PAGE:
Volume 10 - Opinions of Counsel SBRPS No. 15
Senior citizens exemption (application) (guardian) - Mental Hygiene Law, §§ 81.21, 81.22; Real Property Tax Law, § 467:
Where a parcel is otherwise entitled to a senior citizens real property tax exemption, the exemption may be granted despite the fact that application for such exemption is made by a guardian appointed pursuant to the provisions of Article 81 of the Mental Hygiene Law on behalf of the incapacitated person.
Our opinion has been requested regarding the senior citizens real property tax exemption (Real Property Tax Law, § 467). On May 17, 1984, a State Supreme Court Justice appointed a legal guardian on behalf of an incapacitated person. The guardian has applied for the exemption on behalf of the incapacitated person, and the question is whether the exemption may be granted under these circumstances.
Eligibility for the senior citizens exemption from real property taxation is contingent upon satisfaction of several criteria, including “ownership” by eligible owners with limited incomes (RPTL, § 467(1)(a)). Moreover, section 467(5) provides, in part, that the “[a]pplication for such exemption must be made by the owner, or all of the owners. . . .” For purposes of this inquiry, we assume that the sole questions are as to the effect of the guardianship upon ownership and the filing of the exemption application, all other exemption criteria (e.g., income, residency) being satisfied.
Article 81 of the Mental Hygiene Law (added L.1992, c.698) governs the appointment of guardians for the personal and property needs of individuals who are incapacitated. Among the powers which the court may grant to a guardian is to “apply for government and private benefits” (Mental Hygiene Law, §§ 81.21(a)(12) [property management], 81.22(a)(7) [personal needs]).
In the papers enclosed with the inquiry in question, the judge’s order grants the guardian authority “extend[ing] to all of the property of the incapacitated person, both real and personal, which the Guardian shall preserve and protect. . . .” As provided in section 81.20(a)(6)(vi) of the Mental Hygiene Law, the Order also directs the guardian to record the guardianship appointment in the County Clerk’s office. Finally, citing section 81.22, the Order also authorizes the guardian to apply for government and private benefits.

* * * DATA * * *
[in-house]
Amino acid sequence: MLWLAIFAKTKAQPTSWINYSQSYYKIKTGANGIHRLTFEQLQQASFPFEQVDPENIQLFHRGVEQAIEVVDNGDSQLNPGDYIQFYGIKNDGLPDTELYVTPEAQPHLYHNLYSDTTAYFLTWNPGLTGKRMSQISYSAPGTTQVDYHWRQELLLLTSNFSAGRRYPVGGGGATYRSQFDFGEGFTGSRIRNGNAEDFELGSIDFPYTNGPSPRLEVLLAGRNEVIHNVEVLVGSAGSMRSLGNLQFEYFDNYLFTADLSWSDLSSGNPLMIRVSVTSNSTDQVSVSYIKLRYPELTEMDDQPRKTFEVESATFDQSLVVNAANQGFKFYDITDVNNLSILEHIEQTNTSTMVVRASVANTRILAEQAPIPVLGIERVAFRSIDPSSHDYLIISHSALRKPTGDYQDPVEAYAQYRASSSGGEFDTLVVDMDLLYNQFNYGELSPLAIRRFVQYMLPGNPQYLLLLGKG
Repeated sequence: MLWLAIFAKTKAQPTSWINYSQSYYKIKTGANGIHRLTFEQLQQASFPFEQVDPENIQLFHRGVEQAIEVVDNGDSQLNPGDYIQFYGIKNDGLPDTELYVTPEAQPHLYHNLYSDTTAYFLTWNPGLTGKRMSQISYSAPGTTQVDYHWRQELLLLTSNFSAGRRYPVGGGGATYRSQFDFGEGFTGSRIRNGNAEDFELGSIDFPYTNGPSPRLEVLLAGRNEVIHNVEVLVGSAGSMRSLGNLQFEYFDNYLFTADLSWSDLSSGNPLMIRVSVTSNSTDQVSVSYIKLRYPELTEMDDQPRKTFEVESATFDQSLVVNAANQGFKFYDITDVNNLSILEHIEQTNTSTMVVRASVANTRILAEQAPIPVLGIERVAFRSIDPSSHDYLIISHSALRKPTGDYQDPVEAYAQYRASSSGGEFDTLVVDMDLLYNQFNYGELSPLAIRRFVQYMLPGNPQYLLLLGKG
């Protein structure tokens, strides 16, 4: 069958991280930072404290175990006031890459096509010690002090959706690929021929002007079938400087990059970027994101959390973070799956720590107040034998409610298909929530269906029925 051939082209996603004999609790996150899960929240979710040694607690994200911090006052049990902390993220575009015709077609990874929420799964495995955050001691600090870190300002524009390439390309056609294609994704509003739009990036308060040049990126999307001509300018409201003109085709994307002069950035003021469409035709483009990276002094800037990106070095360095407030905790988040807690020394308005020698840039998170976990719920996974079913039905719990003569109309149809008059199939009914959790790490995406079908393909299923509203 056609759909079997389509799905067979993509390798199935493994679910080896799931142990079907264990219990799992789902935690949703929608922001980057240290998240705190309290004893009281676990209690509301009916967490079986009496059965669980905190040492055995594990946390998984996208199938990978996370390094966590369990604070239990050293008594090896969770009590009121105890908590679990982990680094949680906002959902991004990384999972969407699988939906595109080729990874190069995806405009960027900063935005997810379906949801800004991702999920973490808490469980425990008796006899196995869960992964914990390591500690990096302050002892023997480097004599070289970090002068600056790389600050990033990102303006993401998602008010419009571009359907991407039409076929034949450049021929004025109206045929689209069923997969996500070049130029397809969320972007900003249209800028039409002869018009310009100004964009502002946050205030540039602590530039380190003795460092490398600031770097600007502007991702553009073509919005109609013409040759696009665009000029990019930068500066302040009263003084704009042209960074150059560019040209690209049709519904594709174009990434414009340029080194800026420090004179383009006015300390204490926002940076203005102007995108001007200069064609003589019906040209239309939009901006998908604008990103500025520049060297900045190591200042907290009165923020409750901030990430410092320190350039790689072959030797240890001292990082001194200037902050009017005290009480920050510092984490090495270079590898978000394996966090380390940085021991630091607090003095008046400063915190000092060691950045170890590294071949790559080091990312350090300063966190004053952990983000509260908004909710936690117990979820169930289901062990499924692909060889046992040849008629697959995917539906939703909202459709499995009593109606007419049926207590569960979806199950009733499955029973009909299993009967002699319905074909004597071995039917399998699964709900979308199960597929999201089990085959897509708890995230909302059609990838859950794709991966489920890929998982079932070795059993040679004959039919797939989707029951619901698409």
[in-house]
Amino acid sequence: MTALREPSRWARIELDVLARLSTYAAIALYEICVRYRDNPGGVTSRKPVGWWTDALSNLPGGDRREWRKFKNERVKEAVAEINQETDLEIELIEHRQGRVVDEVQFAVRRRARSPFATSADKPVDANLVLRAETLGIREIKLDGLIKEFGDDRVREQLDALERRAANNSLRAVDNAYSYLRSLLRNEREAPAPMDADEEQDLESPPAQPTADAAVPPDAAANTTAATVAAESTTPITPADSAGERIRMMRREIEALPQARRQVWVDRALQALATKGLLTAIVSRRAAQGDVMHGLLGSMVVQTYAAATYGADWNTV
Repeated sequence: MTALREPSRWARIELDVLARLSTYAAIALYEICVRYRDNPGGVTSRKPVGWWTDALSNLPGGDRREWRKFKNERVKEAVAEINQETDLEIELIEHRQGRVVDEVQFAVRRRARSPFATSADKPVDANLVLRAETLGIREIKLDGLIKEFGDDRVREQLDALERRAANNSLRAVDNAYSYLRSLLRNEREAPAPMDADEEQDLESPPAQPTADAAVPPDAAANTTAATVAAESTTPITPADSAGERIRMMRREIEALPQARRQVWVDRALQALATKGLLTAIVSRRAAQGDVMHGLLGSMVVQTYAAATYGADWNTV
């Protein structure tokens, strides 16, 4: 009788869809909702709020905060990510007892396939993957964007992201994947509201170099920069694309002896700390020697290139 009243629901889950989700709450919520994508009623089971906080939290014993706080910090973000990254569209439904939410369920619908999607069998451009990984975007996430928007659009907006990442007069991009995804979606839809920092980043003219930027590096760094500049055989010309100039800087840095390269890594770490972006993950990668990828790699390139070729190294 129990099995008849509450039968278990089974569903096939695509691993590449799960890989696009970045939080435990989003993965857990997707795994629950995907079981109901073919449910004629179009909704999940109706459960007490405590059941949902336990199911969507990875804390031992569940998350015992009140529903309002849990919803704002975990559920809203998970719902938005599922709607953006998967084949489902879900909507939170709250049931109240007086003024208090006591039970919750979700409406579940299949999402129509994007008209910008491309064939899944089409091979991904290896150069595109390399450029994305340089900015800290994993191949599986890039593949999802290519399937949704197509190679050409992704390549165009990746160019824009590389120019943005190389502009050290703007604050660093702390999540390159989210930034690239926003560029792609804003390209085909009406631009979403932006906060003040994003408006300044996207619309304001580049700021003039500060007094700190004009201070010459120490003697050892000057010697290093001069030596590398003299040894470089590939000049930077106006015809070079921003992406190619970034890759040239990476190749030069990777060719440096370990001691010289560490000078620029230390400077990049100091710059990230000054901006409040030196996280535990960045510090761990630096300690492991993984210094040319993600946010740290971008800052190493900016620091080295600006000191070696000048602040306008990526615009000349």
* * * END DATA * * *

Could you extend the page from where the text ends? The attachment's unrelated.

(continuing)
Whether one considers a senior citizens real property tax exemption to be related to property management or personal needs, it certainly appears to be a governmental benefit. As such, a guardian’s seeking that exemption on behalf of an incapacitated person seems an appropriate exercise. Moreover, applying for a tax benefit to which one may be entitled appears to be a prudent act. A guardian doing so on behalf of an incapacitated person may be said to be applying what the law refers to as “substituted judgment,” that is taking an action which the incapacitated person would likely do on his or her own behalf if he or she had the capacity to do so (Matter of Florence, 140 Misc.2d 393, 530 N.Y.S.2d 981 (Surrogate’s Ct., Nassau Co., 1988)). Consequently, we believe that the filing of the application by the guardian should be deemed to satisfy the application requirement of the above quoted portion of section 467(5).
Finally, we note that in the Law Revision Commission Comments to the bill which enacted Article 81 of the Mental Hygiene Law, it is stated, “Title in all property remains in the incapacitated person and is subject to the control of the guardian only to the extent provided in the order appointing the guardian” (Comments to section 81.29, printed in McKinney’s Consolidated Laws of New York Annotated, Book 34-A (1995 pocket part, p.350)). It appears, therefore, that the incapacitated person in question remains the legal owner of her property, and assuming all other statutory criteria are satisfied, that property may be eligible for a senior citizens exemption, despite the fact that application for such exemption is made by the incapacitated person’s guardian.
June 7, 1995